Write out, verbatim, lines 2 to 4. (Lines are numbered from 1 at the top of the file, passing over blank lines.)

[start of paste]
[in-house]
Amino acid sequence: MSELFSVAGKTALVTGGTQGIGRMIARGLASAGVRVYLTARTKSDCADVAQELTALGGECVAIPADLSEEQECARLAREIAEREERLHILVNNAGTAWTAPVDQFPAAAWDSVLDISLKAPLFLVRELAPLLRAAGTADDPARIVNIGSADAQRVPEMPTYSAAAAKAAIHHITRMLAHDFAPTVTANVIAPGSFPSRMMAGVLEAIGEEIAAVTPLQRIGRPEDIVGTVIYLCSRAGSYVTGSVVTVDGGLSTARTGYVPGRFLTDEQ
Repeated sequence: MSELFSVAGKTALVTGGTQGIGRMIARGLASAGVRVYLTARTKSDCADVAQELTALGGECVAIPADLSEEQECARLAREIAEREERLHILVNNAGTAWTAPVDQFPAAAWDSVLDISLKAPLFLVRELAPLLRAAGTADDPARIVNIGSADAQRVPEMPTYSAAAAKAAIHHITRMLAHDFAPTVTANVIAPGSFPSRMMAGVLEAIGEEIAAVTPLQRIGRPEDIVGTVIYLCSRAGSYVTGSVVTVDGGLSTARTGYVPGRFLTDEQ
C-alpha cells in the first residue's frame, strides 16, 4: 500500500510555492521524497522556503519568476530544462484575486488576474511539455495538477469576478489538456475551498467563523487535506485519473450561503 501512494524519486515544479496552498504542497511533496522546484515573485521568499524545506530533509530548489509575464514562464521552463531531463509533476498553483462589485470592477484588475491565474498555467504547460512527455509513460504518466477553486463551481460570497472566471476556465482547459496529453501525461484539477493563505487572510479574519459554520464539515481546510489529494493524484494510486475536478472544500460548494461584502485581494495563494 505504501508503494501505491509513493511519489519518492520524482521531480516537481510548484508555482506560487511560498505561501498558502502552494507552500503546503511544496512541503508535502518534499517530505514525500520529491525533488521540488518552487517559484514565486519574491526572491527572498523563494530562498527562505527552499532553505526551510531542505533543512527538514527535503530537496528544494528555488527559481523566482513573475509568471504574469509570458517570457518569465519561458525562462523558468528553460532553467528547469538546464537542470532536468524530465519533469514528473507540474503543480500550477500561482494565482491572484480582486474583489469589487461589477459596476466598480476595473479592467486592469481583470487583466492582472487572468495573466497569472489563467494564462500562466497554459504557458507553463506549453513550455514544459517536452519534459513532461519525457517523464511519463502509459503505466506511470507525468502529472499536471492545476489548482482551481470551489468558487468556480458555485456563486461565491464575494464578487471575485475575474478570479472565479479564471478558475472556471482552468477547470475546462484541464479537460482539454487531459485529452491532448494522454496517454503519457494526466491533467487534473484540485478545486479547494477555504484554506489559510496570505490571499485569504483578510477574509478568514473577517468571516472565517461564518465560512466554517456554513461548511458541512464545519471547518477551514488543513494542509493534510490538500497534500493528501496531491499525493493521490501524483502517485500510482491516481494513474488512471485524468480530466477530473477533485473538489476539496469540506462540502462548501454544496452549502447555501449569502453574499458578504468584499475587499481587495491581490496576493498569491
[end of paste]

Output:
Amino acid sequence: MSELFSVAGKTALVTGGTQGIGRMIARGLASAGVRVYLTARTKSDCADVAQELTALGGECVAIPADLSEEQECARLAREIAEREERLHILVNNAGTAWTAPVDQFPAAAWDSVLDISLKAPLFLVRELAPLLRAAGTADDPARIVNIGSADAQRVPEMPTYSAAAAKAAIHHITRMLAHDFAPTVTANVIAPGSFPSRMMAGVLEAIGEEIAAVTPLQRIGRPEDIVGTVIYLCSRAGSYVTGSVVTVDGGLSTARTGYVPGRFLTDEQ
Repeated sequence: MSELFSVAGKTALVTGGTQGIGRMIARGLASAGVRVYLTARTKSDCADVAQELTALGGECVAIPADLSEEQECARLAREIAEREERLHILVNNAGTAWTAPVDQFPAAAWDSVLDISLKAPLFLVRELAPLLRAAGTADDPARIVNIGSADAQRVPEMPTYSAAAAKAAIHHITRMLAHDFAPTVTANVIAPGSFPSRMMAGVLEAIGEEIAAVTPLQRIGRPEDIVGTVIYLCSRAGSYVTGSVVTVDGGLSTARTGYVPGRFLTDEQ
C-alpha cells in the first residue's frame, strides 16, 4: 500500500510555492521524497522556503519568476530544462484575486488576474511539455495538477469576478489538456475551498467563523487535506485519473450561503 501512494524519486515544479496552498504542497511533496522546484515573485521568499524545506530533509530548489509575464514562464521552463531531463509533476498553483462589485470592477484588475491565474498555467504547460512527455509513460504518466477553486463551481460570497472566471476556465482547459496529453501525461484539477493563505487572510479574519459554520464539515481546510489529494493524484494510486475536478472544500460548494461584502485581494495563494 505504501508503494501505491509513493511519489519518492520524482521531480516537481510548484508555482506560487511560498505561501498558502502552494507552500503546503511544496512541503508535502518534499517530505514525500520529491525533488521540488518552487517559484514565486519574491526572491527572498523563494530562498527562505527552499532553505526551510531542505533543512527538514527535503530537496528544494528555488527559481523566482513573475509568471504574469509570458517570457518569465519561458525562462523558468528553460532553467528547469538546464537542470532536468524530465519533469514528473507540474503543480500550477500561482494565482491572484480582486474583489469589487461589477459596476466598480476595473479592467486592469481583470487583466492582472487572468495573466497569472489563467494564462500562466497554459504557458507553463506549453513550455514544459517536452519534459513532461519525457517523464511519463502509459503505466506511470507525468502529472499536471492545476489548482482551481470551489468558487468556480458555485456563486461565491464575494464578487471575485475575474478570479472565479479564471478558475472556471482552468477547470475546462484541464479537460482539454487531459485529452491532448494522454496517454503519457494526466491533467487534473484540485478545486479547494477555504484554506489559510496570505490571499485569504483578510477574509478568514473577517468571516472565517461564518465560512466554517456554513461548511458541512464545519471547518477551514488543513494542509493534510490538500497534500493528501496531491499525493493521490501524483502517485500510482491516481494513474488512471485524468480530466477530473477533485473538489476539496469540506462540502462548501454544496452549502447555501449569502453574499458578504468584499475587499481587495491581490496576493498569491